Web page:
Surviving in a dying industry – how to maintain your bookselling business

We’ve all taken a hit from the recent economic downturn. Employment has been cut, both chains and independent shops are having to call it a day on their businesses and there is now decreasing financial support for jobseekers and the unemployed. The Bookseller provides an interesting insight into recent developments in the bookselling industry. Not only that, the momentum that technology has gained in recent years means that there is less and less need for books, cd’s and DVD’s. Why go out and buy a physical copy when you can download straight to your tv or tablet? This laziness is inherent throughout the consumer industry, and so we find more and more people linking their entertainment directly to their home instead of seeking them out in a shop. This combined with the economic context in which shopkeepers are struggling, means that there is a real danger of your business going under. But there is hope! For booksellers like me, there are a few tactics you can employ:

Spaces to read: Make your bookshop not only a place to sell books, but a place to sit and read them too! By creating a comfortable, relaxed atmosphere where people can sit and peruse your books, you will create a rapport with your customers, which will most definitely ensure that they revisit your shop. Throw a few beanbags around and even make some coffees – soon you will have a thriving, social hub to rival Starbucks!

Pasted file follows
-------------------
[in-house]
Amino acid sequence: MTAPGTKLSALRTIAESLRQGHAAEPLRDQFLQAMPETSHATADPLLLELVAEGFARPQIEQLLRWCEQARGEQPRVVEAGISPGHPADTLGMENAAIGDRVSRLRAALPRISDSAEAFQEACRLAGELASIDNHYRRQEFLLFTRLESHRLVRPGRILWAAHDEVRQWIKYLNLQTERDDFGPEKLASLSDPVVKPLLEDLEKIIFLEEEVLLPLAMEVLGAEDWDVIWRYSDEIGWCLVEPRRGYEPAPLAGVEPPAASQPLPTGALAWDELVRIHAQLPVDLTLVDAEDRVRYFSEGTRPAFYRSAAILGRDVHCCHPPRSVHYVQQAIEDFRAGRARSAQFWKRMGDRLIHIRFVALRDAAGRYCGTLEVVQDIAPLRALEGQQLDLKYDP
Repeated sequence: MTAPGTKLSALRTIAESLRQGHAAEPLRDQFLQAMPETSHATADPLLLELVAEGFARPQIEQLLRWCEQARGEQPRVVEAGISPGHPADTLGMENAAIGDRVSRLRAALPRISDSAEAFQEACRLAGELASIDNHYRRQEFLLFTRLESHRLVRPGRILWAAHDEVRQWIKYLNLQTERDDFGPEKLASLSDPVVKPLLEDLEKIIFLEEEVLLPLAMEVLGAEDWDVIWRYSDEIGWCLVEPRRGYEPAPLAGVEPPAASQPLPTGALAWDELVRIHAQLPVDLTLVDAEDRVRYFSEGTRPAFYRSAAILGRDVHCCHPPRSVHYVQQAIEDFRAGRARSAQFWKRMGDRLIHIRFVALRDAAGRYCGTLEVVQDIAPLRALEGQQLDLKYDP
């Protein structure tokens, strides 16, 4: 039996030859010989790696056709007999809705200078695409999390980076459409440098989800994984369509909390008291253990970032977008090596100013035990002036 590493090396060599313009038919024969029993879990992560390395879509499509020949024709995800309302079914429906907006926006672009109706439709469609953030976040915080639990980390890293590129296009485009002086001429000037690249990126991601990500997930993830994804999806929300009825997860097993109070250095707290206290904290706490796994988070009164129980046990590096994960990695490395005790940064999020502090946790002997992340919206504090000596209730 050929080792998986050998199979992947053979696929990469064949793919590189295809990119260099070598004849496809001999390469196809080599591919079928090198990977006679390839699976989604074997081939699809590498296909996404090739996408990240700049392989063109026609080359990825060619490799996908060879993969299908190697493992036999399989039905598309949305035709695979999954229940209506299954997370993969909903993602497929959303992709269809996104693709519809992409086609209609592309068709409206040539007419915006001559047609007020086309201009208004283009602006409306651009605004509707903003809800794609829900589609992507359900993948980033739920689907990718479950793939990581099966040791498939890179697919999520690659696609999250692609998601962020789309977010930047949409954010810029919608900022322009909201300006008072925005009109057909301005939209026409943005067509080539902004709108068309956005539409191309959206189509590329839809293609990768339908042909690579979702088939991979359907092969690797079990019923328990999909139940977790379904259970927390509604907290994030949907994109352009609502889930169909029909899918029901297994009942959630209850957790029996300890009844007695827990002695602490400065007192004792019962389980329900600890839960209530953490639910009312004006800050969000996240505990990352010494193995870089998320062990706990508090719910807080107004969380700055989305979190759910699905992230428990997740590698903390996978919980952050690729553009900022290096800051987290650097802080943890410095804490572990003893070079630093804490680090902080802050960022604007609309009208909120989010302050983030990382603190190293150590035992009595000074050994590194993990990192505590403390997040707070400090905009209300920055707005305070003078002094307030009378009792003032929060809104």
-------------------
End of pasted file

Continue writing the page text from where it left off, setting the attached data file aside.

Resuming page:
Events: Events like World Book Day are a perfect excuse to throw your doors open to the public! Find a willing employee then splash out on a costume of your favourite children’s book character. This will bring the local families over to your store for a day of fun and games. Serving juice and biscuits will keep customers in for longer, and all the attention your shop will get will breathe new life into your business.

Manage your finances: It’s time to relinquish your tight grip on your financial dealings! As a part-time bookseller, I found that keeping on top of both my personal and business accounts meant that I wasn’t putting the right amount of time and concentration on either, and both suffered as a result. In the end I handed over my finances to the very competent Acacia Accounting and it did me the world of good – one less thing to stress about, and I could get on with drawing in the customers!

In the past year, my business has transformed from a stuffy, moth-bitten bookshop into an energetic, social family space where the books are flying off the shelves. By taking focus off the financial side of things and instead concentrating on marketing my business, I managed to save it from going under and I’m confident I can see out the economic troubles and come up smiling!

View full post on Personal Finance Bible

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